Pheasant Hunting photo

If you’ve never visited the Nebraska sandhills, you owe it to yourself to visit this undeniably beautiful bird-hunting destination at least once. It’s definitely bucket-list worthy. Greater prairie chickens and sharptails are the main upland targets here, with sharptails being the predominant bird in the northern portions of the region and prairie chickens dominating the south. But what is common throughout this ecosystem is the beauty of the area.

Undulating grass-covered sand hills, some rising as high as 300 feet, cover some 23,000 square miles of west-central Nebraska, with numerous spring-fed lakes dotting this unbroken, pristine and sparsely populated region. Being a lifelong prairie rat, it’s also an area that has always intrigued me, so when hardcore bird hunter, central Nebraska native and sandhills lover Ted Gartner invited me to spend a day or two exploring the region while testing out Garmin’s new Alpha track and train combination GPS/E-collar system, I jumped at the chance.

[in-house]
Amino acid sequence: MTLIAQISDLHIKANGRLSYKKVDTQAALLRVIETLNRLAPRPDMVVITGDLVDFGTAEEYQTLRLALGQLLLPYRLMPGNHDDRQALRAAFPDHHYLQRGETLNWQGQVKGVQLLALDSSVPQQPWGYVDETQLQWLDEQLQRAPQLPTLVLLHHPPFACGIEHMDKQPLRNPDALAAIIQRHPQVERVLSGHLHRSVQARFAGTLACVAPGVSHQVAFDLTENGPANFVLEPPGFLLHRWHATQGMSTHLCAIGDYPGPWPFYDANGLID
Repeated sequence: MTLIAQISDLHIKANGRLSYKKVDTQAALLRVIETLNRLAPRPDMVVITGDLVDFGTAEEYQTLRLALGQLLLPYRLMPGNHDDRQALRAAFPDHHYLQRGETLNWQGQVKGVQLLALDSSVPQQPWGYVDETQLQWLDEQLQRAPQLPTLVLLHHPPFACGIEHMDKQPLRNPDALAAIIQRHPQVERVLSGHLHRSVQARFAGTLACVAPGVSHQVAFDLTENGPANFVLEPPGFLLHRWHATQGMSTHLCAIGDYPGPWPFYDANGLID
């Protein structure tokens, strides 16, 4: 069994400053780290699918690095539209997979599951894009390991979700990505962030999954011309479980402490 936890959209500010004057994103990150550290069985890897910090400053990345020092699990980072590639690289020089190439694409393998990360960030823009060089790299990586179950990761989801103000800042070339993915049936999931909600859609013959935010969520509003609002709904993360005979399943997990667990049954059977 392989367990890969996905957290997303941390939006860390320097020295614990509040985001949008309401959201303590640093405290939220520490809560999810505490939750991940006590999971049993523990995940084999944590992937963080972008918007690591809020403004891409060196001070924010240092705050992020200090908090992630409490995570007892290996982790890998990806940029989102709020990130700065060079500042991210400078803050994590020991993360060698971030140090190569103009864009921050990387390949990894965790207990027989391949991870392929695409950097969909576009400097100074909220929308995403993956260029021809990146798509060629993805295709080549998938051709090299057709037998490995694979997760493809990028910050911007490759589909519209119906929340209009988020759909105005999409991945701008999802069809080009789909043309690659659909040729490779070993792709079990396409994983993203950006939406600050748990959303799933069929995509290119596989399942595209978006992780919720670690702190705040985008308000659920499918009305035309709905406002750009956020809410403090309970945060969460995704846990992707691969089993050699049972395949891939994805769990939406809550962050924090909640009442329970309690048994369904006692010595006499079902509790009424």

Gartner, Garmin International’s director of corporate communications, has hunted the Nebraska sandhills all his life. The area holds a special place in his heart, and after having spent a couple days running dogs and simply driving around marveling at their stark, silent beauty, I now understand why he and many other serious bird hunters hold the sandhills region in such high esteem. Unlike most areas of the great plains, the sandhills remain largely untouched by the plow. Watching your dogs run across a landscape that has remained largely unchanged since the Sioux roamed and hunted bison across these same hills in centuries past is a special treat.

Anyone else ever hunted the Nebraska sandhills region? What did you think of it?